Is there any equivalent of Taylor/Maclaurin series of $ln(1+x)$ for $|x| > 1$

I happened to come across Taylor series and Maclaurin series recently, but everywhere I read about the expansion for $ ln(1+x)$ , it was stated that the approximation is valid for $ -1 < x < 1$ .

I understand that the bounds for $ x$ are because the series doesn’t converge for $ |x|>1$ , but is there any equivalent of this series for the value of $ |x|$ as greater than $ 1$ ?

Please note that I am not asking if we can compute for $ |x|>1$ or not, as that can be done by computing for $ \frac 1x$ , which will then lie between $ -1$ and $ 1$ .

Also, I’m quite new to all this, so new that today was the day I read the name ‘Maclaurin’ for the first time. So any answers understandable with high school mathematics are highly appreciated.


$M \leq X$. Is it true that $M^*$ is a subspace of $X^*$ where $*$ denotes the dual space?

Let $ X$ be a Banach space and $ M$ be a closed subspace i.e. $ M \leq X$ .

Is it true that $ M^*$ is a subspace of $ X^*$ where $ *$ denotes the dual space?

What I have tried:

I know by Hahn Banach theorem that every $ f \in M^*$ has an extension $ \hat f \in X^*$ such that $ \hat f |_M =f$ and the operator norm doesn’t change i.e. $ \|\hat f\| =\|f\|$ .

I found that such an extension can be chosen to be linear if $ X$ is a Hilbert space here, hence my claim might not hold in the general case.

Any help is appreciated.

Find harmonic of order $3$ for $2\pi$ periodic funciton $f(x) = \pi -|x|$

Let $ f$ be a $ 2\pi$ periodic function such that $ f(x) = \pi -|x|$ in $ [-\pi,\pi]$ . Find its harmonic of order $ 3$

I’m learning about orthogonal families of polynmials and discrete polynomial approximations by fourier functions. I’ve came upon this exercise, but I don’t know what an harmonic of order $ 3$ means.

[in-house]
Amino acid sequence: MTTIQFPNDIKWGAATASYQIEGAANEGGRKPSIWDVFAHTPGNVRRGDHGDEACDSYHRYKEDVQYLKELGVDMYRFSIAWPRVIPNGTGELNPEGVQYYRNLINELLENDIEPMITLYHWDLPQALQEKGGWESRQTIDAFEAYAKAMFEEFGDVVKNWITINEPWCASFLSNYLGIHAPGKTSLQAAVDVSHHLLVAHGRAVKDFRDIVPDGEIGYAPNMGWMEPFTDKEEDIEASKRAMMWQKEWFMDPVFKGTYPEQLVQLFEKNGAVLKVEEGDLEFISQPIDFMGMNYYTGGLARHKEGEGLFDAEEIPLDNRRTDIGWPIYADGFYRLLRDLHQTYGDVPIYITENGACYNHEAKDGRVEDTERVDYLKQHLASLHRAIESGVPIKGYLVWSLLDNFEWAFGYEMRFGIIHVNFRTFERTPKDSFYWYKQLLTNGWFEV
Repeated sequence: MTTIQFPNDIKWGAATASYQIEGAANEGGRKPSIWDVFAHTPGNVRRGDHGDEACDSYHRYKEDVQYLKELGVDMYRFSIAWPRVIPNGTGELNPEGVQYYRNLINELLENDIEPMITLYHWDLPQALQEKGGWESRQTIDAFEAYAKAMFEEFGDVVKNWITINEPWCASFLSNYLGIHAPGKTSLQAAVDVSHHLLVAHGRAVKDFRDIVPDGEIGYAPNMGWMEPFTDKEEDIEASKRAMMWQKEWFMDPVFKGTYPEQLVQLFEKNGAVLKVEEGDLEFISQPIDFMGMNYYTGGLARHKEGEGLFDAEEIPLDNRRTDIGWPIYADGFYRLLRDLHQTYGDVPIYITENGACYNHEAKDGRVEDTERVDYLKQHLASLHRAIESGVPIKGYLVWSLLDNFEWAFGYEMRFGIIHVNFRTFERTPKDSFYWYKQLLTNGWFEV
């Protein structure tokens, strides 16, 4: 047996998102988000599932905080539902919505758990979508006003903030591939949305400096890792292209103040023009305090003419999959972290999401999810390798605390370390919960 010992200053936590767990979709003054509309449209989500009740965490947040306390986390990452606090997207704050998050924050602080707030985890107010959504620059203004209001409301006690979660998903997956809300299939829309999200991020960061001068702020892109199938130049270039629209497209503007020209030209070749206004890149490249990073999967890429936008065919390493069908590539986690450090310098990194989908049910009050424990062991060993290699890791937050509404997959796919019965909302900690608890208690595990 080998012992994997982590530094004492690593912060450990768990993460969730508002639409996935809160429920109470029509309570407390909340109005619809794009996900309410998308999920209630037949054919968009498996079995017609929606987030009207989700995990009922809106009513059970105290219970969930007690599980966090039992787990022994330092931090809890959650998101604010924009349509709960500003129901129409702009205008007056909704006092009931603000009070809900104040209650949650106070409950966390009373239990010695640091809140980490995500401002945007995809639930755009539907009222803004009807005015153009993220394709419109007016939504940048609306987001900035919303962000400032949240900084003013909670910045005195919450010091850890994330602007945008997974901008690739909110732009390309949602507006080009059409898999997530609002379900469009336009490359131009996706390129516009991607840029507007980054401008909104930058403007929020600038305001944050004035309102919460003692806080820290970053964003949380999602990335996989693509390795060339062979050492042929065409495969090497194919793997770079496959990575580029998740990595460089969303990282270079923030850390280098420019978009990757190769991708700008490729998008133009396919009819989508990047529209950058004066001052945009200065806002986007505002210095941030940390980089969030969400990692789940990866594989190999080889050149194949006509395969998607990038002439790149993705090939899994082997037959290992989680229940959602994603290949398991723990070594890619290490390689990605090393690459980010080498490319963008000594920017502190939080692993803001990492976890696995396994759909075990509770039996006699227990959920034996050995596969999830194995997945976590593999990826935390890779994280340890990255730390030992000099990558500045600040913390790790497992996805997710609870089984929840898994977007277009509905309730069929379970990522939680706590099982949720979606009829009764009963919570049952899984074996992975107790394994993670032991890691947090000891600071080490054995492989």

What will be $\lim\limits_{x \rightarrow 0^+} \left ( 2 \sin {\frac {1} {x}} + \sqrt x \sin {\frac {1} {x}} \right )^x.$


$ $ \lim\limits_{x \rightarrow 0^+} \left ( 2 \sin {\frac {1} {x}} + \sqrt x \sin {\frac {1} {x}} \right )^x.$ $

I tried by taking log but it wouldn’t work because there are infinitely many points in any neighbourhood of $ 0$ where $ \ln \left ( \sin {\frac {1} {x}} \right )$ doesn’t exist. How to overcome this situation?

Any help will be highly appreciated.Thank you very much for your valuable time.

How to update the apt-check count of “X packages can be updated” message

Is there a command to update the apt-check results so I can use bash script to check them?

I run upgrade and it shows 0 but apt-check still shows 12 packages can be updated. How often is this suppose to update on its own? I have numerous servers. Some seem to update instantly. Others go days still showing updates are available when they aren’t.

I have read that rebooting can reset it but thats silly. Why would you need to reboot to refresh a simple message especially when most updates do NOT require a reboot.

# apt-get update && apt-get upgrade 0 upgraded, 0 newly installed, 0 to remove # /usr/lib/update-notifier/apt-check --human-readable 12 packages can be updated. 9 updates are security updates.